Initial DACA applicants
On September 5, 2017, the Department of Homeland Security issued a memorandum rescinding Deferred Action for Childhood Arrivals “DACA.” Effective immediately USCIS will no longer accept initial DACA applications. Renewal applications will be accepted until October 5.
If you have never previously held DACA status, you can no longer apply under this program. If you have previously held DACA status then you can apply to renew your status if your current Employment Authorization Document (EAD) will expire between September 5, 2017 and March 5, 2018.
What are the government fees to apply for a Deferred Action (DACA) renewal?
The following is a breakdown of the government fees typically associated with Form I-821D
- USCIS filing fee: $410
- Biometrics fee: $85
I-821D Deferred Action
DACA, or Deferred Action for Childhood Arrivals, is a process where undocumented immigrants who entered the United States as children can ask to be overlooked for deportation and for work authorization. Immigrants looking to use this program file Form I-821D, Consideration of Deferred Action For Childhood Arrivals. If you are granted deferred action, you won't be removed from the U.S. for a two years and you may legally work during that time, as well.
What forms are involved?
To apply for DACA, applicants file Form I-821D along with an application for a work permit, Form I-765 (Application for Employment Authorization) and Form I-765WS (Form I-765 Worksheet). One fee includes the cost of filing the three required forms.
What are the eligibility requirements?
You might be eligible to apply for DACA if all of the following apply to you:
- You arrived in the U.S. prior to your 16th birthday,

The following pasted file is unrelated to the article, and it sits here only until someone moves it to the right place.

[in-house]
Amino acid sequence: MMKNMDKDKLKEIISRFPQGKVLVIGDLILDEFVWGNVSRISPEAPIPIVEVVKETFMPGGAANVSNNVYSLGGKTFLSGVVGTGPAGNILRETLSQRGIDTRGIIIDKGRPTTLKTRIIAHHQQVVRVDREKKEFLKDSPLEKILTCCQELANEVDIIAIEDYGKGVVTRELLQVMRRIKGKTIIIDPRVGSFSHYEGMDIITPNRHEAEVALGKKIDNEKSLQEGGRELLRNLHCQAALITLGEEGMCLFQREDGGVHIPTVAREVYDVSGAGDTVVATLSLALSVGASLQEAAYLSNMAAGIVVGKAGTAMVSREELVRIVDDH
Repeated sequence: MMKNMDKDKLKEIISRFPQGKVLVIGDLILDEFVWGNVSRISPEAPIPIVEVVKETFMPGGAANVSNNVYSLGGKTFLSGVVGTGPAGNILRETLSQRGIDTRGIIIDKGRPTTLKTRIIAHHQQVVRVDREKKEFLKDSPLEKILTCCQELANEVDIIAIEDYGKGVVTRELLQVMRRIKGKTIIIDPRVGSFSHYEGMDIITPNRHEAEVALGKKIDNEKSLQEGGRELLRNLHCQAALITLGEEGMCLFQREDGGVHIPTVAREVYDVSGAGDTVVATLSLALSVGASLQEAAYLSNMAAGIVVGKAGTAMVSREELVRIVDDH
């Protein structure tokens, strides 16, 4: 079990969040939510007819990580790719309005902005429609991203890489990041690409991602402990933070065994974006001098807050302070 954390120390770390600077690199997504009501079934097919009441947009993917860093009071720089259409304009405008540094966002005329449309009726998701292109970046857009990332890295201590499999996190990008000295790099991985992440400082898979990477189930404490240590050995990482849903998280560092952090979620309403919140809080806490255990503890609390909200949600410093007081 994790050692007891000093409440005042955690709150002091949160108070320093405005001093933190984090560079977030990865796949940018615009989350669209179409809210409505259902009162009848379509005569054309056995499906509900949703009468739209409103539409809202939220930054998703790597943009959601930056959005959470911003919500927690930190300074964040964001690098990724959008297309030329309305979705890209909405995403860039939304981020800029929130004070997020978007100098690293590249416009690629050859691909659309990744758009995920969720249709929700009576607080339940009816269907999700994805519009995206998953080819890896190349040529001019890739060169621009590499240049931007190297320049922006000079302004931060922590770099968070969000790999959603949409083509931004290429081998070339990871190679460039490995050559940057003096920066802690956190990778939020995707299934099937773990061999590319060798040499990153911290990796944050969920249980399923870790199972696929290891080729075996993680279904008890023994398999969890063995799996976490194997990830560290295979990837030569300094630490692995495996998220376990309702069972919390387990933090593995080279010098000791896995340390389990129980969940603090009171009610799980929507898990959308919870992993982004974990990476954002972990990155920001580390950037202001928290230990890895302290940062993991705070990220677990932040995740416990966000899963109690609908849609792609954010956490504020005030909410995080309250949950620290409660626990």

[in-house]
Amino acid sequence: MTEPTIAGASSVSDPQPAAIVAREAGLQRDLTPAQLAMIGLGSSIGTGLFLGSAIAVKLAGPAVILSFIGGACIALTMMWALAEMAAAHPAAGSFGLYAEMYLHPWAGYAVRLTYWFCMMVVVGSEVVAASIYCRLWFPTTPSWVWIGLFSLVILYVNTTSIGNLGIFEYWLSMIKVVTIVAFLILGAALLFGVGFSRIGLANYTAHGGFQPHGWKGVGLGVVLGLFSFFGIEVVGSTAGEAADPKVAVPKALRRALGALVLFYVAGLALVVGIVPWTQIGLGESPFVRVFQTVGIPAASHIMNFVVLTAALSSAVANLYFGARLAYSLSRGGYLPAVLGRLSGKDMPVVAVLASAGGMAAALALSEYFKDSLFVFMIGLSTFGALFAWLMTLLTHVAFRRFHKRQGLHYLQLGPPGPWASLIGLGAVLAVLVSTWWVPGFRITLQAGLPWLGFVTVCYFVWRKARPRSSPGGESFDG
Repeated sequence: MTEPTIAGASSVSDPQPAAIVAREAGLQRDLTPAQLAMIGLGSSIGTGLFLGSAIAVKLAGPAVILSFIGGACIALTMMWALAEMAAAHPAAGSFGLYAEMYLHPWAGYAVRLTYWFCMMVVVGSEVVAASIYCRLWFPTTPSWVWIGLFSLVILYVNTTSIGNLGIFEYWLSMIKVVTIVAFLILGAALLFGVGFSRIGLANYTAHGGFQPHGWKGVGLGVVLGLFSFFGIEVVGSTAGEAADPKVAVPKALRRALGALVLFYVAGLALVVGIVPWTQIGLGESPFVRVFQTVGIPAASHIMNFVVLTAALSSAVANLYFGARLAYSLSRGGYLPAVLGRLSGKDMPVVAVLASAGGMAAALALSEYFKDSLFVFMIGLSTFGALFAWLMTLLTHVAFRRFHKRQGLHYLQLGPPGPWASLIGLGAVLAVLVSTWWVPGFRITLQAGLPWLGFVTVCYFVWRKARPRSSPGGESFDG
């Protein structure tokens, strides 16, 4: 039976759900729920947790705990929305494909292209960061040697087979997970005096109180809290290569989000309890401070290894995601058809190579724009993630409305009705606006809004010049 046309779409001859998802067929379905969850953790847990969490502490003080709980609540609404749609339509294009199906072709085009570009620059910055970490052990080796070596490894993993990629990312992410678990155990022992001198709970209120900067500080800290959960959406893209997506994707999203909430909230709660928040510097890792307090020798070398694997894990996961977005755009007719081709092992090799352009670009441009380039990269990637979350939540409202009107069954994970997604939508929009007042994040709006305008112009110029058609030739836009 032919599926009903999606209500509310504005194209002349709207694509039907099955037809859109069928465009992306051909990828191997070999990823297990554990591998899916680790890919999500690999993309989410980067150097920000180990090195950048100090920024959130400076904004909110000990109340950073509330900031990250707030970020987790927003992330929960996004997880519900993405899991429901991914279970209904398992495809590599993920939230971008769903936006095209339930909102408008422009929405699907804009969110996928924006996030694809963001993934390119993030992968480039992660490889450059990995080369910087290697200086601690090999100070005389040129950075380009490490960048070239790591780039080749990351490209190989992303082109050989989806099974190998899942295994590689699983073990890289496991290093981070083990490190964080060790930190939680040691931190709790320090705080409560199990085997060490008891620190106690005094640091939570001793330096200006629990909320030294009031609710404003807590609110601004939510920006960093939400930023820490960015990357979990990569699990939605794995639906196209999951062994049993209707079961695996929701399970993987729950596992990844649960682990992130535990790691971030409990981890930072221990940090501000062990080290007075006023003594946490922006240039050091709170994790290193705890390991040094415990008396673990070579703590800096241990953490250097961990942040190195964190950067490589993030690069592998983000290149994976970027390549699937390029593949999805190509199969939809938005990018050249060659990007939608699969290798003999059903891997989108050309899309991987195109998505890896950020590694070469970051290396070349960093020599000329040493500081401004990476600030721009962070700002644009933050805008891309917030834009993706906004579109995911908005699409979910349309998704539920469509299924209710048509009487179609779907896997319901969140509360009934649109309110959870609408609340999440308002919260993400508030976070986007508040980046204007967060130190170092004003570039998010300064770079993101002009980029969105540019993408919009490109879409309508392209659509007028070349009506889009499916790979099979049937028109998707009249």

- You've continuously resided in the U.S. (lived inside the U.S. without leaving, or took only brief trips away from the U.S.) from January 1, 2010 to the present,
- You were physically present inside the U.S. on June 15, 2012, and are physically present in the U.S. when you file the DACA application,
- You had no immigration status on June 15, 2012,
- You presently attend school, have graduated or obtained a certificate of completion from high school, have obtained a general education development (GED) certificate, or are an honorably discharged veteran of the U.S. Coast Guard or U.S. Armed Forces, and
- You haven't been convicted of a felony, significant misdemeanor, or three or more other misdemeanors, and don't otherwise pose a threat to national security or public safety.
DACA benefits automatically stop if you leave the U.S. without first getting an advance parole document (travel papers), which USCIS sometimes gives for education, employment or humanitarian purposes.
What are the processing times?
Form I-821D may take several months to be reviewed and decided on by the USCIS, so it is important for applicants to take care in filing correctly to avoid further delays.